In supposedly rational financial markets, this translates as the horizon problem. “If you think there is a likelihood of impact even 10 years out, but your investment horizon or policy horizon is two years, you may defer today things you should be doing,” says Stacy Swann, CEO of Climate Finance Advisors, a consultancy in Washington.
“And that assessment of 10 years is probably not true. Warming is not only accelerating, but the climatic change and feedback loops are happening in ways that had not been fully predicted.”
Belatedly, efforts have begun to “mitigate” climate change, as the jargon has it, by reducing emissions. This has spurred rapid growth in new industries such as solar and wind power, electric vehicles and LED lighting. But the need for adaptation remains neglected.
Although sea levels are rising and hurricanes, floods and drought are becoming common, there are no stock market darlings making investors rich with solutions to these problems.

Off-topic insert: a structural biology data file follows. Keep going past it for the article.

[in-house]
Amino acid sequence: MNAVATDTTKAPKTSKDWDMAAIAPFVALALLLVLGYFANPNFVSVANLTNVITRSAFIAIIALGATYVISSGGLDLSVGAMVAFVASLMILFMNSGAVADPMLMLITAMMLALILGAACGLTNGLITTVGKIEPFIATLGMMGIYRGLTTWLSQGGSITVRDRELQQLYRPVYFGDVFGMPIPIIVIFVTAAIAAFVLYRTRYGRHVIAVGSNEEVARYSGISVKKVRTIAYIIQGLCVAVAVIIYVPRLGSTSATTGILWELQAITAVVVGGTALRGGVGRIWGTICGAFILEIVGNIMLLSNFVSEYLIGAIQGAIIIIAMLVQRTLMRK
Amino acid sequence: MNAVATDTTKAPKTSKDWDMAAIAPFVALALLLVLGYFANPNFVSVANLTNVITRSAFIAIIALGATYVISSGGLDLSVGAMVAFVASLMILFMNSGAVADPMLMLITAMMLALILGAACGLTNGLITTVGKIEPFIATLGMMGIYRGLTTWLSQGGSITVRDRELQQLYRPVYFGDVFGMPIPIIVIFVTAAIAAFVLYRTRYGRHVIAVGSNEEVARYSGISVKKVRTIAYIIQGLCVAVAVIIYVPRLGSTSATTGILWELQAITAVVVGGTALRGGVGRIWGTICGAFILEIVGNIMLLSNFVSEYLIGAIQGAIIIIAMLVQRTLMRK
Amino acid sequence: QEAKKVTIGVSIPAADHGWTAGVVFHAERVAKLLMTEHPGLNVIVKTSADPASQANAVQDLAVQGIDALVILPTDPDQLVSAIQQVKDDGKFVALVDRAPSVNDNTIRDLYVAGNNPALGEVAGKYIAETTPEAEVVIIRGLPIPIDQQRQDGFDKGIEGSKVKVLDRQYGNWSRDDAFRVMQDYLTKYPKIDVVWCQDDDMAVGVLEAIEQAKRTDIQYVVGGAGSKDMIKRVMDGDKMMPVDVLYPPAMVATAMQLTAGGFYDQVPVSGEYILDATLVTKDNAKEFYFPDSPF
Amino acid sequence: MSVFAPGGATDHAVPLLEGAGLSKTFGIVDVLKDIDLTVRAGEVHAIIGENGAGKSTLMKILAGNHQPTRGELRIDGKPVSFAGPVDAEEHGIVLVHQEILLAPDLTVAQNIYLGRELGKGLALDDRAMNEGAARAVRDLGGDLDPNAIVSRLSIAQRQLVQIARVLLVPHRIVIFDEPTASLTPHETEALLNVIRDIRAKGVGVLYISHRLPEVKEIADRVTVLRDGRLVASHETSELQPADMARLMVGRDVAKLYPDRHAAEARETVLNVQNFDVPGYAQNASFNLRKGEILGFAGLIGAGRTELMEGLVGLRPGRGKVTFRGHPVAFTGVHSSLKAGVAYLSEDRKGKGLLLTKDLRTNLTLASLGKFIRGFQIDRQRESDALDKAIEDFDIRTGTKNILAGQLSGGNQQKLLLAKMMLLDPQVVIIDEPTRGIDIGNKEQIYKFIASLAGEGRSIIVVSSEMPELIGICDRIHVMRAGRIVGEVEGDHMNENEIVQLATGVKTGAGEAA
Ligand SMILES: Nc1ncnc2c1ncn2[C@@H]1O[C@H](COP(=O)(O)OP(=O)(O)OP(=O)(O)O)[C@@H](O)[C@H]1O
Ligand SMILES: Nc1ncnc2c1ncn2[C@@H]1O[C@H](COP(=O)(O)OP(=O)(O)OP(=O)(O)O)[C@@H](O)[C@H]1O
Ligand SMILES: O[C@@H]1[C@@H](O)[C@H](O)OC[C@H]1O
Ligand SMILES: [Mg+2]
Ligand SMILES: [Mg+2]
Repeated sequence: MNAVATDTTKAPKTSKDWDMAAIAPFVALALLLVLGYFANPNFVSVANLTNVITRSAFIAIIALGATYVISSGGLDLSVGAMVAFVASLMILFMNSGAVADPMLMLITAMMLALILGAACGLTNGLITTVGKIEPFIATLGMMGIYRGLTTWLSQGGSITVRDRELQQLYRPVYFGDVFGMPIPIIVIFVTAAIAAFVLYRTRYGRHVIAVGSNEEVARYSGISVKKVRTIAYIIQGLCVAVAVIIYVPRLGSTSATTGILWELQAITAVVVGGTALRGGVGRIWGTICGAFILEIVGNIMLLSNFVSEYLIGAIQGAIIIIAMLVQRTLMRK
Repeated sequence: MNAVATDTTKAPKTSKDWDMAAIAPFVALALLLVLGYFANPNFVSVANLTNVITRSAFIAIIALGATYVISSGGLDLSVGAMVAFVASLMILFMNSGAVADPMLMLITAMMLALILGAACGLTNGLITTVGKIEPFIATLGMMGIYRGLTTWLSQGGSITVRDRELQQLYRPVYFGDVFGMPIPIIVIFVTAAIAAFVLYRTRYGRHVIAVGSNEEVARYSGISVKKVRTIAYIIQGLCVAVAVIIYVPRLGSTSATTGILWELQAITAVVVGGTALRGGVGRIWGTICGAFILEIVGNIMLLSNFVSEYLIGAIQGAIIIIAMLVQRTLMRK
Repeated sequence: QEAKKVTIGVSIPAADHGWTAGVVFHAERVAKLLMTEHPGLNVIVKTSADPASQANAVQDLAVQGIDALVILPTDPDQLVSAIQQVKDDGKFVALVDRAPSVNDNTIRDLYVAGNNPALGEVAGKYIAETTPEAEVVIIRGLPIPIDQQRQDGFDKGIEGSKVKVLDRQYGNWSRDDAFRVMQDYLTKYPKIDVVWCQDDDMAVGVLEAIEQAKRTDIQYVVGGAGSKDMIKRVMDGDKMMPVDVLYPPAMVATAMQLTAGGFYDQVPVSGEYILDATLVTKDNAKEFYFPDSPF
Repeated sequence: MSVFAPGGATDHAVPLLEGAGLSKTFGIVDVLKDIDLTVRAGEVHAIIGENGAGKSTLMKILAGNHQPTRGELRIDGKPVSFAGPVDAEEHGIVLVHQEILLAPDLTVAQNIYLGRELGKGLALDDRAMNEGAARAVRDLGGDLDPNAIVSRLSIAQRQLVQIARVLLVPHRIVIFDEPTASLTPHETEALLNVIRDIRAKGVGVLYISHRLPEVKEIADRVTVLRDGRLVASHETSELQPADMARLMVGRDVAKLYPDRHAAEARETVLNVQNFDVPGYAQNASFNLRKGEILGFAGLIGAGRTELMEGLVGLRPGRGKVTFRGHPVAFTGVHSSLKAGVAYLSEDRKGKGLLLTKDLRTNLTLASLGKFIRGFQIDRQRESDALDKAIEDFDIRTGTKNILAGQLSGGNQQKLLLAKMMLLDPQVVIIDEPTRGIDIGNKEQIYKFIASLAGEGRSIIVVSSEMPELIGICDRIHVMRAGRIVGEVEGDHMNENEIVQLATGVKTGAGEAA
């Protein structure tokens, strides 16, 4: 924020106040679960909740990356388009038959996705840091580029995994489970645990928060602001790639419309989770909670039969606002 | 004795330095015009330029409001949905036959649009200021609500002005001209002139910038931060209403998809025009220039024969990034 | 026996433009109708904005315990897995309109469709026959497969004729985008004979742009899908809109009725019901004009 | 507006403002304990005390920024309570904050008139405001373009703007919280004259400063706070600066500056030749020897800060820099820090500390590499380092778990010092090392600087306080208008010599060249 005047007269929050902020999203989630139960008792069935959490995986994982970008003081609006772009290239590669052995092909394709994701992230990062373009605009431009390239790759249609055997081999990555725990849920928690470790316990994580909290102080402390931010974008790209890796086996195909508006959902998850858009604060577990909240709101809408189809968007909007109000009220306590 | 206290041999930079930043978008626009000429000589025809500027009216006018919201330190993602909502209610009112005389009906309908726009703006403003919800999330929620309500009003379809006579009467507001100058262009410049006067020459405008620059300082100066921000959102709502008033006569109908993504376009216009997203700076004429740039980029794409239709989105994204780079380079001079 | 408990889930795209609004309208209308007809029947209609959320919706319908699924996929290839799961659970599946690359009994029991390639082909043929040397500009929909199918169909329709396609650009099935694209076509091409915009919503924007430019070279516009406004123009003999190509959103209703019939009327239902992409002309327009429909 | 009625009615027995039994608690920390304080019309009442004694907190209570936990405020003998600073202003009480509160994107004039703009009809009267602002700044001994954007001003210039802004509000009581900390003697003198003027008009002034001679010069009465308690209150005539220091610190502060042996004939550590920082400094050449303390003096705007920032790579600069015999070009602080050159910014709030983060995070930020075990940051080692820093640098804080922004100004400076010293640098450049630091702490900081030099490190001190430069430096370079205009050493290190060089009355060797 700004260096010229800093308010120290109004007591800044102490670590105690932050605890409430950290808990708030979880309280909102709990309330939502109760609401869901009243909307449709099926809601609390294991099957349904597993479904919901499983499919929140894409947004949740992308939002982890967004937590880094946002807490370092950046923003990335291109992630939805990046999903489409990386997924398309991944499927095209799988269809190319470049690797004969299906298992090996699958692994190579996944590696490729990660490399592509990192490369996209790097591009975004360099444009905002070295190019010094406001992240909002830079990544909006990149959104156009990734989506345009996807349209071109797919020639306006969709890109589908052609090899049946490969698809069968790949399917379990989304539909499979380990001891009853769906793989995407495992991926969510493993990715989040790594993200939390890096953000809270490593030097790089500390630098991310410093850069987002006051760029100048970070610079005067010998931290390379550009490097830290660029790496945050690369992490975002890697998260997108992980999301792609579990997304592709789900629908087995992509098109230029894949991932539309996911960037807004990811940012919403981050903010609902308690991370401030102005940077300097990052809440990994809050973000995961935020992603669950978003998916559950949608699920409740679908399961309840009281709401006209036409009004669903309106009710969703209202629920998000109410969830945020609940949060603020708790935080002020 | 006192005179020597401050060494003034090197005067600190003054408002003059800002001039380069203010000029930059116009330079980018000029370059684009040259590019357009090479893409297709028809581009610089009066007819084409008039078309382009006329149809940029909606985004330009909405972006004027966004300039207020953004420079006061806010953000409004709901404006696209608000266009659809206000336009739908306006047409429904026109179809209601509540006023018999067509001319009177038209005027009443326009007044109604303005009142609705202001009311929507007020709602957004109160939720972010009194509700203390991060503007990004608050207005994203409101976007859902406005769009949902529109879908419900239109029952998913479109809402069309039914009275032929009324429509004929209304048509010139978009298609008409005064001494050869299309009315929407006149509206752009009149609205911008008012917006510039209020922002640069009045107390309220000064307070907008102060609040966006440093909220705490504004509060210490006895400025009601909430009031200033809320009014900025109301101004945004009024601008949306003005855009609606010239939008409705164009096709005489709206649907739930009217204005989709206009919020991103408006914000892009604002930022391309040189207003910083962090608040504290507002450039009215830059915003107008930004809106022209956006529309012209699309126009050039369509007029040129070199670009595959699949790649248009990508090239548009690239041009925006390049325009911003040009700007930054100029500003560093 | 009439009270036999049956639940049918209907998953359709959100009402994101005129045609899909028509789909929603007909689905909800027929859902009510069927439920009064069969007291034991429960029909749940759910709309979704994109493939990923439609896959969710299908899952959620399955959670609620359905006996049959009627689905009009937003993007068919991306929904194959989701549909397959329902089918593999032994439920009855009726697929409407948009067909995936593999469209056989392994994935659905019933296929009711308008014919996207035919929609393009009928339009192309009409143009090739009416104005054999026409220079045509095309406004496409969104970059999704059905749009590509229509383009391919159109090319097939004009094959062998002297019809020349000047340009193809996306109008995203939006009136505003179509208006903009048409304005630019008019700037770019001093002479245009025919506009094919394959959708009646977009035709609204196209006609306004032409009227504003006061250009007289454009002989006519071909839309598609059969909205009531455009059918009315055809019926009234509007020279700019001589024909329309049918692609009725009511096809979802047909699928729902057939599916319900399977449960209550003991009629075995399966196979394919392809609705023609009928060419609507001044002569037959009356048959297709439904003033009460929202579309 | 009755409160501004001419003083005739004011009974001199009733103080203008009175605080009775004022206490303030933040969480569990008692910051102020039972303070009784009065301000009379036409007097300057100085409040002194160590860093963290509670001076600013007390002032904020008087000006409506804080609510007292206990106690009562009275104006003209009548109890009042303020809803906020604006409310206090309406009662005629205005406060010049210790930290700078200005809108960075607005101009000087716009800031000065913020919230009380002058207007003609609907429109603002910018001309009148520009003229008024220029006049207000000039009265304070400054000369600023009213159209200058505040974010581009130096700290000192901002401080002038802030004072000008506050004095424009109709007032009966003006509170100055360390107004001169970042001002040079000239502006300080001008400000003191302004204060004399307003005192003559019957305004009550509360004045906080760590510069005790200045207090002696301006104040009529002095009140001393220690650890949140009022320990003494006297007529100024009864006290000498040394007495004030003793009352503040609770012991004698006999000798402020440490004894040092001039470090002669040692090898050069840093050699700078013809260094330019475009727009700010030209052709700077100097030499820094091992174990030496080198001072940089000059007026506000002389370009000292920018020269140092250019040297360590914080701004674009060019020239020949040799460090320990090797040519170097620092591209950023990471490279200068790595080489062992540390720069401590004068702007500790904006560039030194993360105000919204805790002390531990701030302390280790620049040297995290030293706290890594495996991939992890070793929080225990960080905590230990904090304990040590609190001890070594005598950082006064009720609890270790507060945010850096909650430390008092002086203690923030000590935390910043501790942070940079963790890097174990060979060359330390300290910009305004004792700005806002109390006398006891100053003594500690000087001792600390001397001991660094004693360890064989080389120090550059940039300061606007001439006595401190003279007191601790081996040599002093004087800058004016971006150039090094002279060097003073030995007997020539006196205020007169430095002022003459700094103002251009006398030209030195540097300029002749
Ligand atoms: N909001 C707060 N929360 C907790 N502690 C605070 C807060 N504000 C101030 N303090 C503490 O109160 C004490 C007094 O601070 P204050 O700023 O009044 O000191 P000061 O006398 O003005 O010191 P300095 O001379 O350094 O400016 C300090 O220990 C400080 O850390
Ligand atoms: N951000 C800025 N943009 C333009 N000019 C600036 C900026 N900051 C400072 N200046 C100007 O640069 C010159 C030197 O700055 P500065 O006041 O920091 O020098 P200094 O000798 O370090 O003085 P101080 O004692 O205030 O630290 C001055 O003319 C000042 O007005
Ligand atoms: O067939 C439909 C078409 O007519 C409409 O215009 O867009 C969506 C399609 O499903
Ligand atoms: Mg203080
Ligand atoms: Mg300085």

“Adaptation is a very poor cousin at the moment,” says Xianfu Lu, a climate scientist who is head of analytics at Acclimatise, a UK-based consultancy.
Some of the reasons are structural. Adaptation is harder to finance than mitigation. It is much more difficult to know now what infrastructure will be needed, and where.
Because the climate is global, any investment anywhere in reducing carbon emissions benefits the whole planet. With adaptation, it is the other way round. Climate change will have very specific effects in different places, which can only be addressed with the right investments on the spot.
That influences motivation, too. With mitigation, there is a global incentive to invest everywhere. With adaptation, selfishness presents a higher barrier. Citizens of large countries may not care much if distant islands become submerged.
Just as difficult is the problem of cashflow. Renewable energy plants and energy efficiency measures produce an immediate financial return — either a saleable product or a saving.
With adaptation infrastructure, there can be a large upfront cost and no obvious revenue. The benefit is that businesses and citizens can carry on as normal, or closer to normal, and this may be appreciable only in future.